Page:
A collection of Sex Pistols artwork goes under the hammer at Sotheby’s auction house this month.
The Stolper Wilson Collection of posters, collages, hand-printed performance handouts and manuscript texts are available for sale.
The collectibles from the infamous British punk band’s rise to the top were assembled in the 1990s by contemporary art dealer Paul Stolper and curator Andrew Wilson.
The sale includes a Jamie Reid collage entitled I Hate French Cooking, created in 1976 and estimated to be worth a whopping £12,000-15,000.
Another hot ticket in the collection is the original Sid Vicious poster for the band’s controversial second single, God Save The Queen, estimated at £4,000-6,000.
The song was released on 27 May 1977 during Queen Elizabeth II’s Silver Jubilee, with the cover featuring a defaced image of the Queen herself.
The cover and lyrics were controversial at the time and were seen by many as an attack on the monarchy, leading to the BBC refusing to play the song.
The sale of the original poster comes after former Sex Pistol John Lydon claimed his former bandmates were “distastefully” trying to capitalize on the Queen’s death with “God Save The Queen.”
The 66-year-old singer said he distanced himself from any activity by the band aimed at promoting their 1977 track, claiming it was “disrespectful” to the royal family.
John, better known by his stage name Johnny Rotten, wrote the lyrics to God Save the Queen.
In a series of tweets shared by John’s account and his band, Public Image Ltd. he claimed the Sex Pistols approved “a number of requests” against his will as he accused the band of trying to “cash in” on Her Majesty’s death.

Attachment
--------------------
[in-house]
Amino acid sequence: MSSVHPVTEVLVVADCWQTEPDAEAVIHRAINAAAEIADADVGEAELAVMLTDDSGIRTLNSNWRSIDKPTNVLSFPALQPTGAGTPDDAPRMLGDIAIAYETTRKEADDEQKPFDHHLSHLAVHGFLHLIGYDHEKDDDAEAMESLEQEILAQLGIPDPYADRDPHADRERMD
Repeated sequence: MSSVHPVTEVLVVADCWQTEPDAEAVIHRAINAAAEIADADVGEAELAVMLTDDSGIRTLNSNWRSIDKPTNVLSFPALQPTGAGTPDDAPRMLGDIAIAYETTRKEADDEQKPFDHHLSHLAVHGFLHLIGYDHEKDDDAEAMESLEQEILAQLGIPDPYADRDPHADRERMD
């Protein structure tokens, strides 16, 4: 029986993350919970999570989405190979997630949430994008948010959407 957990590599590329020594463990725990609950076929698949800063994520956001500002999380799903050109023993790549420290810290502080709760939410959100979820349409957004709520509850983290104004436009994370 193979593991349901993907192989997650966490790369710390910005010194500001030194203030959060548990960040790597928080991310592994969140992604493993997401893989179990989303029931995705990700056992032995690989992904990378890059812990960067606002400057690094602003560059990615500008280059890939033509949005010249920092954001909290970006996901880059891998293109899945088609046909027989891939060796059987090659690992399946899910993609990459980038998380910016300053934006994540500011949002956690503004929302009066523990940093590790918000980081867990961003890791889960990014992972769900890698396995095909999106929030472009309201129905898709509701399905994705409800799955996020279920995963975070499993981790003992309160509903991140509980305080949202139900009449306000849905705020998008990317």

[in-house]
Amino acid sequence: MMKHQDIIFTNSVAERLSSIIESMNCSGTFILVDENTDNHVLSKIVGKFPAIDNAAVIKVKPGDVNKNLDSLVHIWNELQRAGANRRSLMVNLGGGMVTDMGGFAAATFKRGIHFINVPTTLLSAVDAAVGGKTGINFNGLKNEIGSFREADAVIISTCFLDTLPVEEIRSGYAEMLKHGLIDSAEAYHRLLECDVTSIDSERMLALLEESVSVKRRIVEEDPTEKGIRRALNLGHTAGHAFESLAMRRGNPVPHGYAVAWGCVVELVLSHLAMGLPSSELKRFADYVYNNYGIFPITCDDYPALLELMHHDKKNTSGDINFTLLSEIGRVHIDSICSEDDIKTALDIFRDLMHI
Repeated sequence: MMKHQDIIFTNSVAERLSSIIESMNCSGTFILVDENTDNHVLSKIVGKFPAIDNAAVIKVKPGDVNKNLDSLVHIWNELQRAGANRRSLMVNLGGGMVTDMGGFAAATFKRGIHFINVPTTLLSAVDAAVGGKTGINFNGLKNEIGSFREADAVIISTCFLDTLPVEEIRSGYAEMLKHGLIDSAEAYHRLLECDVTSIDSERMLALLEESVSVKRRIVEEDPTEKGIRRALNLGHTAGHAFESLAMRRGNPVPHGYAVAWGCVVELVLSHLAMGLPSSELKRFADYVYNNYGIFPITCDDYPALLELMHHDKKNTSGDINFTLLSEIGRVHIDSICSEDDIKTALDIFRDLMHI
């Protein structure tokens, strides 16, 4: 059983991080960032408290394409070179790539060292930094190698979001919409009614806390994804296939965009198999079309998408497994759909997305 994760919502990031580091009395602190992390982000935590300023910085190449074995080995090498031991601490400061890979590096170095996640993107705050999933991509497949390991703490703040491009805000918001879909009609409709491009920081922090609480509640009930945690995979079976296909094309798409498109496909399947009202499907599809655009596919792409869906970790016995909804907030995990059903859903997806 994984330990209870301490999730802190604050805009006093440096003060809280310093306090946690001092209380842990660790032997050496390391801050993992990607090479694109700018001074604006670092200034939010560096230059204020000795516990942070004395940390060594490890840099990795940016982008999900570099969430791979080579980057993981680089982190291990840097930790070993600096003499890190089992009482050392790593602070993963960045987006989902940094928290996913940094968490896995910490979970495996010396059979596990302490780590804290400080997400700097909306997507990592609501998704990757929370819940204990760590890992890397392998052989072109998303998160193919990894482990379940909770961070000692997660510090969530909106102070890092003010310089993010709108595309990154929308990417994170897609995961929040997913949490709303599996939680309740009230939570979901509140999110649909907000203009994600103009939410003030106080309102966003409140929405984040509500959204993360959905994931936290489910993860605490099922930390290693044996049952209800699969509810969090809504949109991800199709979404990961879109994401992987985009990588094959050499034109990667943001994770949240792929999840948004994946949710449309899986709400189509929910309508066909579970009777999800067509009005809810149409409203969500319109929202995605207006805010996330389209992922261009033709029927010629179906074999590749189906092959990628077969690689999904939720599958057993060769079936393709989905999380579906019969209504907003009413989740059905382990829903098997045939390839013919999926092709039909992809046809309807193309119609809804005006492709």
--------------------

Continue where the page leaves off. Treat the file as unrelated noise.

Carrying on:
But a Sex Pistols rep called John’s comments “stunning” and said they didn’t understand what the singer was referring to in his tweets.
A Sex Pistols spokesperson told MailOnline: “We can’t understand what [John] would relate. Aside from a few requests for the use of visuals or audio in news reports about the Queen and her impact on culture, there is nothing new regarding God Save The Queen being promoted or published in any way.
John’s tweets read: “John Lydon wishes to distance himself from all Sex Pistols activities aimed at profiting from the death of Queen Elizabeth II.
“The band’s musicians and management have approved a number of motions against John’s will based on the majority court settlement.
“In John’s view, the timing of supporting the Sex Pistols’ requests for commercial gain, particularly in relation to ‘God Save The Queen’, at this time is distasteful and disrespectful to the Queen and her family.
“John wrote the lyrics to this historic song and while he has never supported the monarchy, he feels the family deserves some respect at this difficult time, as would be expected of any other person or family if someone who is close to them has died.
‘Rest in Peace Queen Elizabeth II. Send her victorious.’
Queen Elizabeth II, Britain’s longest reigning monarch, who reigned for 70 years, died aged 96 last month.
John rose to fame in the 1970s alongside guitarist Steve Jones, drummer Paul Cook and bassist Glen Matlock. Matlock was replaced by Sid Vicious in early 1977.
It’s not the first time John has had conflicts with his former band, the Sex Pistols, having previously criticized the band’s upcoming biopic, Pistol.
The punk rocker has been highly critical of the upcoming Disney+ miniseries, claiming he was deliberately banned from the show, which involves his former bandmates Paul Cook and Steve Jones.
In May, he doubled down on his comments while appearing on This Morning, accusing Disney, director Danny Boyle and his former bandmates of “secreting” and “banning him” from the show.
Host Alison Hammond spoke to John and read a statement from the director, which said: “Danny Boyle has previously said, ‘I love Lydon for what he does and I don’t want him to like it right. Why would you change the habit of your life?” That’s Danny Boyle.”